Myths and Legends: Journeys Through Time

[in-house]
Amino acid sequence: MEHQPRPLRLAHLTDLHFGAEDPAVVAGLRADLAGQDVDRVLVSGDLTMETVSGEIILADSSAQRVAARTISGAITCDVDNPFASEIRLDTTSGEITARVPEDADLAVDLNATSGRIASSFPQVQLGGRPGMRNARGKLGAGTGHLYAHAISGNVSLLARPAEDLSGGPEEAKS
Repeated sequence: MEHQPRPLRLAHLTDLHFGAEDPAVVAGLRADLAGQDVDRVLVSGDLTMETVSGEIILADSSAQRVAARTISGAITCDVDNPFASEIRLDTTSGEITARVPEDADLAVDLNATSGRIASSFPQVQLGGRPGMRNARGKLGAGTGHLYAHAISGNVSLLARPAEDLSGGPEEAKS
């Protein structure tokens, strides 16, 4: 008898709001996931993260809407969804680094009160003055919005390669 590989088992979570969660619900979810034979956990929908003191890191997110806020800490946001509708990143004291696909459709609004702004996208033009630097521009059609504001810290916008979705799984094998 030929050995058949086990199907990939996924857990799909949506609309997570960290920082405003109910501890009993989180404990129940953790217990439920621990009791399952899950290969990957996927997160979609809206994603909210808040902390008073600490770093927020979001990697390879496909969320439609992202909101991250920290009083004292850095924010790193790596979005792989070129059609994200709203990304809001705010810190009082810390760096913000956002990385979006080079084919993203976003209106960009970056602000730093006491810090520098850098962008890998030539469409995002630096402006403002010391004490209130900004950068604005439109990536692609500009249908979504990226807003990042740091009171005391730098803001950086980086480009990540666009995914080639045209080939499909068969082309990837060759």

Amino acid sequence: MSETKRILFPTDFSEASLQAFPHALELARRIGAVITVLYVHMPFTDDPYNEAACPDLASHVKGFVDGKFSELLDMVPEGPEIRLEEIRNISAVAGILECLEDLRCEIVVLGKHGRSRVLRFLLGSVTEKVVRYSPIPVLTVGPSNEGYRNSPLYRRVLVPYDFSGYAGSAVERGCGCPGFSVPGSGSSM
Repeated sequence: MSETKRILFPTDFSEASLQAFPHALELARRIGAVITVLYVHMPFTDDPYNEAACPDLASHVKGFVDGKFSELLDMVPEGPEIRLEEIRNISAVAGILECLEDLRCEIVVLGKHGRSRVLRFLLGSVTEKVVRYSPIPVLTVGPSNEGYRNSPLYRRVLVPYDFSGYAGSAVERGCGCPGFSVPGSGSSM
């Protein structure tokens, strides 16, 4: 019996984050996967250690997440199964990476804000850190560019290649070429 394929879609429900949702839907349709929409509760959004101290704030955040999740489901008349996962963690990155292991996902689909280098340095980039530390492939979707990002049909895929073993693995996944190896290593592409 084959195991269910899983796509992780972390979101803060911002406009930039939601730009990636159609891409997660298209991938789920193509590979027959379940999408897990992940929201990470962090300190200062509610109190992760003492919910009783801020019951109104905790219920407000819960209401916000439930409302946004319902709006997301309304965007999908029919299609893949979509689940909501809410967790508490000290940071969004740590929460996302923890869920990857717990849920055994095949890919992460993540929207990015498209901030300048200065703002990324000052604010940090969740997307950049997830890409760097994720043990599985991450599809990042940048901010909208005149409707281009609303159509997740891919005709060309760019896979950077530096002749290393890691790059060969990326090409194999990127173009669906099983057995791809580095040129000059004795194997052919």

I know I’ve mentioned it before..and I will most likely mention it a thousand more times but, in some myths and/or legends you can truly see that the idea spans several cultures. Werewolves and vampires are but two examples of this. Mermaids is another example and yet a further example is the ever mystic firebird. The one that can never truly die as it is reborn from it’s ashes. That would be none other than the Phoenix. The phoenix mythology spans at least 9 possibly 10 different cultures. Egyptian, Greek, Roman, Arabic, Indian, Chinese, Japanese, Native America, Russian and possibly the Phoenician/Canaanite cultures all have their respective names and origins for the phoenix. One thing that all 9-10 mythologies do have in common is that when the phoenix is at the end of it’s life cycle, it builds a nest, settles into the nest and bursts into flame, being reborn from the ashes. The Ancient Egyptians linked the phoenix to the Bennu bird….in the more well known myths, the Bennu bird was born from the flames that burned in a holy tree in one of the sacred precincts of the temple of Ra..the Ancient Egyptian Sun God. It’s life cycle was said to have been 500 years..the other myths vary between 500 years and 1000 years. The Arabic phoenix was adopted by the Greeks and later on the Romans..it’s this interpretation that is most commonly depicted as it was described as being “as large as an eagle with scarlet and gold plumage with a melodious cry.” In Chinese mythology, the phoenix was seen as a symbol of high virtue and grace, power and prosperity and the union of yin and yang. In a sense for the Chinese mythology, the Phoenix was their version of the Ouroboros…the snake eating it’s tail which is representative of things beginning again as soon as they end. In fact the Phoenix has actually been compared to the Ouroboros as they are seen to represent the same thing. A never ending cycle, life reborn from death and so on. To the Native Americans, the Phoenix was known as the firebird. The bird that was made of flames and reborn from the ashes. In other cultures, the Phoenix is represented as gigantic peacock with the colorings of fire….reds, yellows, orange, white and in some cases…blue and purple. It’s also been depicted as a being of pure fire…gentle in nature and unwilling to kill anything. The phoenix even goes so far as to get into modern day story-telling. Fawkes was the well known phoenix companion of the greatest wizard of all time..one Albus Percival Wulfric Brian Dumbledor who was the Headmaster of Hogwarts School of Witchcraft and Wizardry in J.K. Rowling’s Harry Potter series. Fawkes had the ability to heal people with his tears and to soothe people with his song. At one point in the books he was in the last stages of his life (Dumbledor called it Burning Day) and didn’t look very well. When alive Fawkes look like a cross between a peacock and an eagle..his body had hues of red and orange whereas his tail was a golden color. His body glowed faintly in the dark and his tail was hot to the touch..not to mention he could lift an immense amount of weight with his tail. After Dumbledor died, Fawkes sang a lamant over the school then returned to the wild. So as you can see…the Phoenix has spanned many cultures and continues to do so to this day.